While working on revamping my website and blog, I revisited a number of my old posts. Two of my favourites are the Highlight Reels for 2014 and 2015 as they document how I felt about myself and my accomplishments at that point in my life and career. Considering that this past year has been one of pretty extreme personal transformation, I thought it would be appropriate to document my self-reflection for 2022 in a similar style. The difference this time around will be that I focus on observed behaviours related to event and work, rather than the events themselves. More specifically, the behaviours that I like, love, and need to improve.
Don’t worry– it’s not all feelings. It’s data too. All my observed behaviours relate to my projects I worked on throughout the year on GitHub, which provides great insights into my contributions. I’ll be using my GitHub contributions for 2022 to highlight the spots where I can identify the behaviour.
Why do this? Because I want to remind myself an others that if you feel like you are stuck, you are better off finding the source of the problem– even if it makes you face some hard truths. By understanding the root problem, you can work at resolving it, even it it involves changing what you believe is your best approach to work.
I love to learn about code
At the end of 2021, I started looking at the job market and started to notice that the jobs I wanted (or thought I wanted) relied on skills that I have not been able to practice as part of my day job. Coding is no longer one of my responsibilities, only planning, designing, and providing oversight. This sparked the urge to refresh my skills and prove to myself that I could do for these jobs, and that all I had to do was put in the time.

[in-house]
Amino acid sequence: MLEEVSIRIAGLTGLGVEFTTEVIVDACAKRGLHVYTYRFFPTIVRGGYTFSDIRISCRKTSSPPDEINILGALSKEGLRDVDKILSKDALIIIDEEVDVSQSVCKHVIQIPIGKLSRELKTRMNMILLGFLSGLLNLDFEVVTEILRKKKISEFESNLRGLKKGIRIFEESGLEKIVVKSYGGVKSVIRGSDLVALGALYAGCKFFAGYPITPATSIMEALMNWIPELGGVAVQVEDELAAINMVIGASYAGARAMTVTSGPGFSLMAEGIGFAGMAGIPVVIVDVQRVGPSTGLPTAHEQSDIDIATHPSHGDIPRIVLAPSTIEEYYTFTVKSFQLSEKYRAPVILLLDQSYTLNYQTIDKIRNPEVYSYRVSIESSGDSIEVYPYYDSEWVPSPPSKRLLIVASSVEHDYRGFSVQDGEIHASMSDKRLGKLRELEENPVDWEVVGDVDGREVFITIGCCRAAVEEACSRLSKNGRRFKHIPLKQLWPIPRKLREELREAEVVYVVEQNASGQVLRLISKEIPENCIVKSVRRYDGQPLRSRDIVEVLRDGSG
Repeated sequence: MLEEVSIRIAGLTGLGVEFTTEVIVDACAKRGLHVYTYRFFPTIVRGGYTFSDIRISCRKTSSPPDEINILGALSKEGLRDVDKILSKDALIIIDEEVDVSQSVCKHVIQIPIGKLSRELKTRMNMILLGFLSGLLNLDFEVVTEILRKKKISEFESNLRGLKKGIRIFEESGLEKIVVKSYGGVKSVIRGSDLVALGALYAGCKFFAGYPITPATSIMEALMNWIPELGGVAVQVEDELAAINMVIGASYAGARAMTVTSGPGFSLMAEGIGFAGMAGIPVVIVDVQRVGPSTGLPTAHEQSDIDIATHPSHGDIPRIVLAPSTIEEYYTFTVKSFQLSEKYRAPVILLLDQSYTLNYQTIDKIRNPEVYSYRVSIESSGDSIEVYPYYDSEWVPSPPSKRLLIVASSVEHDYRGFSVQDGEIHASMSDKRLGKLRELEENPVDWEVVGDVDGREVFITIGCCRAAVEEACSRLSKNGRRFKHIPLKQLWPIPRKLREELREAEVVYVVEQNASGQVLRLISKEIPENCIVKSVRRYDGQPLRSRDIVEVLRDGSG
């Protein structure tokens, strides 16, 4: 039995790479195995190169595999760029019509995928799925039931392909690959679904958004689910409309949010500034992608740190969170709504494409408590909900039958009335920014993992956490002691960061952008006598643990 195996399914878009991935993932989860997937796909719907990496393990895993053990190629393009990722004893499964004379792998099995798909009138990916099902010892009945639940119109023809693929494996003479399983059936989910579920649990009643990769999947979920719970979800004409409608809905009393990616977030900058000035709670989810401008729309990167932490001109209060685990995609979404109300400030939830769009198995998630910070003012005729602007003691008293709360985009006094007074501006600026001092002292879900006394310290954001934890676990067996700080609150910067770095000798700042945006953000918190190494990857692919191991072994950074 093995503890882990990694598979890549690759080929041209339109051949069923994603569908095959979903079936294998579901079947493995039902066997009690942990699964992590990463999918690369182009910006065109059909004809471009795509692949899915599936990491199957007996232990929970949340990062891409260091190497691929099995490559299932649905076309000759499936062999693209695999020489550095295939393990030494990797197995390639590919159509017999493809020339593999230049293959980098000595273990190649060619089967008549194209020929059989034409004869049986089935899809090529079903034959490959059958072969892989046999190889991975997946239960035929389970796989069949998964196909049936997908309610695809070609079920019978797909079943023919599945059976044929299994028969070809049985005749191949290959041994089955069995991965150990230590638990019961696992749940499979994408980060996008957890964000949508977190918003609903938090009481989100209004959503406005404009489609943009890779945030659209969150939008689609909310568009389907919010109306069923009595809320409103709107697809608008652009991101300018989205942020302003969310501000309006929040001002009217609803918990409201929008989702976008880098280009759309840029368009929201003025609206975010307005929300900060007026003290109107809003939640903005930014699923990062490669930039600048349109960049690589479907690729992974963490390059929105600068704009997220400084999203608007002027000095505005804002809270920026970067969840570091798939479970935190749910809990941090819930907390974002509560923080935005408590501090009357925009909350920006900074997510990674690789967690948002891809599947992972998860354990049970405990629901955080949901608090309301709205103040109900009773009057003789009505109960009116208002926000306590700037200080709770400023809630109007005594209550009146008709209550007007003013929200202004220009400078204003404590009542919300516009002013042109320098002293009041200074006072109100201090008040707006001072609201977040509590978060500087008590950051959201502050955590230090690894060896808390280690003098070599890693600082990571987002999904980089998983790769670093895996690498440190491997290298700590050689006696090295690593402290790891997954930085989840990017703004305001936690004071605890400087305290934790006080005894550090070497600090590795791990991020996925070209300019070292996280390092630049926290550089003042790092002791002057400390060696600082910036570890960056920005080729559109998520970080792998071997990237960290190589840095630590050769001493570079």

And so began a series of LeetCode challenges, learning exercises, and review of various problems so that I could skill up and strengthen those coding muscles again. This is what you see in the contribution graph for the first 2-3 months of 2022.
Although this spark eventually faded as it does, I realized something about myself. I realized that it’s not the code I love, but the learning about code and how to apply code in various ways. New languages, patterns and practices, solution architecture, whatever– if it involves coding something, you can count I’ll be interested.
Lesson Learned: Burnout
This is example highlight Q1 of 2022, yet there are plenty of other times where I spent time learning new tech. Experimenting with Go and Rust as part of my VGL project (more about that later). A brief experiment with Q# back in 2019 early 2020, and my continual urge to learn C/C++ along with the DevOps tools around it. These are all things that have sparked that love of learning code over the past few years, and each time it’s the same pattern: spark of interest, dive deep into the learning, burn out because you don’t know where to go with this knowledge.